In a situation where the listing agent is also representing the buyer whose offer is being shopped, things can become more complicated. As a dual agent, the listing agent has a duty of confidentiality to both the buyer and the seller. This can create a potential for conflict of interest if the agent does not handle the situation with the strictest possible adherence to the Realtor Code of Ethics. Clear communication to both parties is essential in this case, explaining what the agent’s dual-role is as well as the ethical considerations involved.

Confidentiality Agreements

The California Association of REALTORS has a form which brokerages often require buyers and sellers to sign called the Statewide Buyer and Seller Advisory.  This form is chock full of fine print, and addresses the confidentiality of offers:

NON CONFIDENTIALITY OF OFFERS: Buyer is advised that Seller or Listing Agent may disclose the existence, terms, or conditions of Buyer’s offer, unless all parties and their agent have signed a written confidentiality agreement (such as C.A.R. Form CND). Whether any such information is actually disclosed depends on many factors, such as current market conditions, the prevailing practice in the real estate community, the Listing Agent’s marketing strategy and the instructions of the Seller.

A confidentiality agreement can provide a way for a buyer to prevent the disclosure of their offer. Such an agreement would need to be negotiated with the seller in advance of submitting an offer.  It is interesting to note that every time I have received a confidentiality agreement, it has been included along with the offer itself – meaning that I already have the offer, but the seller has not agreed to keep it confidential.  This is extremely poor representation by the buyer’s agent; the buyer probably thinks this mean the offer will be kept confidential, but the seller is in no way bound to do so, having not agreed to that prior to receiving the offer.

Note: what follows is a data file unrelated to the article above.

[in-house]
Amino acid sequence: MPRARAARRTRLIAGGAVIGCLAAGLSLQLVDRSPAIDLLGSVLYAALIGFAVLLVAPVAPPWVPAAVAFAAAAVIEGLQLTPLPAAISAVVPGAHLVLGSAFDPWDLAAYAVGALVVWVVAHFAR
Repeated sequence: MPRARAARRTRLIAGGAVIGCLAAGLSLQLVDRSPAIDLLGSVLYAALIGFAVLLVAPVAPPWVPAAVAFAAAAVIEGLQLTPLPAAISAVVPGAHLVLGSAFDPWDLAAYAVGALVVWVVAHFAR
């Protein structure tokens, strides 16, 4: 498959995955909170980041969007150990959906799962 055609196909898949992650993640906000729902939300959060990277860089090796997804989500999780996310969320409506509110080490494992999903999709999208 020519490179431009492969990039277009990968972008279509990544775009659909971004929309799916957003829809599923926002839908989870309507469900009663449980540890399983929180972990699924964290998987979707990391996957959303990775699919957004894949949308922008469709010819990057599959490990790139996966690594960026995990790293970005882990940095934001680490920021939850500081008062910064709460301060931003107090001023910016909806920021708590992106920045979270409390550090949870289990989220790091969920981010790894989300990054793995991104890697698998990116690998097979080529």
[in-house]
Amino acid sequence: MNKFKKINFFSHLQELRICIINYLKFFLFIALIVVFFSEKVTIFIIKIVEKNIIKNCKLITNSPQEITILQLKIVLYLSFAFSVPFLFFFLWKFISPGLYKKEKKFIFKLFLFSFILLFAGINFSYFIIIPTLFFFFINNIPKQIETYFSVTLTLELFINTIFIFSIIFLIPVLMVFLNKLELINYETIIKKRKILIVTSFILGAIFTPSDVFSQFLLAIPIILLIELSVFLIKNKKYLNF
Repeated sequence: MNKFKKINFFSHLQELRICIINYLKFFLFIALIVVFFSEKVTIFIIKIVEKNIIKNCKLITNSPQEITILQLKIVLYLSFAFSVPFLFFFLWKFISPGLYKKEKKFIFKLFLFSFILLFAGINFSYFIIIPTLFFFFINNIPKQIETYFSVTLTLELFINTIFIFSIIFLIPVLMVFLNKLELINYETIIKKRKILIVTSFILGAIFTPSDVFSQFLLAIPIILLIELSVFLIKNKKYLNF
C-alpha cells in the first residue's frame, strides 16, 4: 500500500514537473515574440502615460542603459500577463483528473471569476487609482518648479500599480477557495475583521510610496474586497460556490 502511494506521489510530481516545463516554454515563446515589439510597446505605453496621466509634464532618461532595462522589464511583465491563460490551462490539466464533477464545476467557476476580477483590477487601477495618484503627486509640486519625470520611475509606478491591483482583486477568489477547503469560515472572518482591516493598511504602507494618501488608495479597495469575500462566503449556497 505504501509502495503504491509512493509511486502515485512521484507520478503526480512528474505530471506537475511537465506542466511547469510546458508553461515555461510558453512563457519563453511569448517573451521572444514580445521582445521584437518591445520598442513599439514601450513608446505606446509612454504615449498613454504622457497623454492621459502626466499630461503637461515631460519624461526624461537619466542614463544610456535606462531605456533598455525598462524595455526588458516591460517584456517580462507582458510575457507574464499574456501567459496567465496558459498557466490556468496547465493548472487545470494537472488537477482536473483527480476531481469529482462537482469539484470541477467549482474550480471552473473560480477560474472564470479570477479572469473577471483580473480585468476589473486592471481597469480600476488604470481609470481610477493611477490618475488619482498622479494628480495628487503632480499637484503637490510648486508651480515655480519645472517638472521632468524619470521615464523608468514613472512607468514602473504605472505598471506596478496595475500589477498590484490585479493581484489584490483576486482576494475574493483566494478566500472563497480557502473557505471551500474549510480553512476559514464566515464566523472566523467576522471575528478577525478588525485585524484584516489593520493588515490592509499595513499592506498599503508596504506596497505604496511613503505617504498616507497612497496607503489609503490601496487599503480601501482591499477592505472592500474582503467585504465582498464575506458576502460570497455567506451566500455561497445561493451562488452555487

Educating the Client

In today’s competitive market, it’s critical for real estate agents to educate their clients about the realities of the negotiation process. This can help establish realistic expectations and prevent buyers from becoming disillusioned with the home buying process – which is very common in the Bay Area.  It’s rough out there for buyers!  At least, it always has been the 20+ years I’ve been doing this.

The Bottom Line

In the end, understanding the dynamics of shopping an offer is crucial for both buyers and sellers in the Bay Area. While it can be a complex and drama-filled process, being informed and prepared can help ensure a smoother, more successful real estate transaction.

Real estate agents should strive to keep their clients informed about the status of their offers and any potential counter-offers. This open communication can help prevent misunderstandings and ensure that all parties feel they have been treated fairly and honestly.

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About the Author
Seb Frey helps long-time Bay Area homeowners make their next move easily the next one yet. If you're looking for a minimum of hassle, maximum net cash on sale, and certain results, contact Seb today.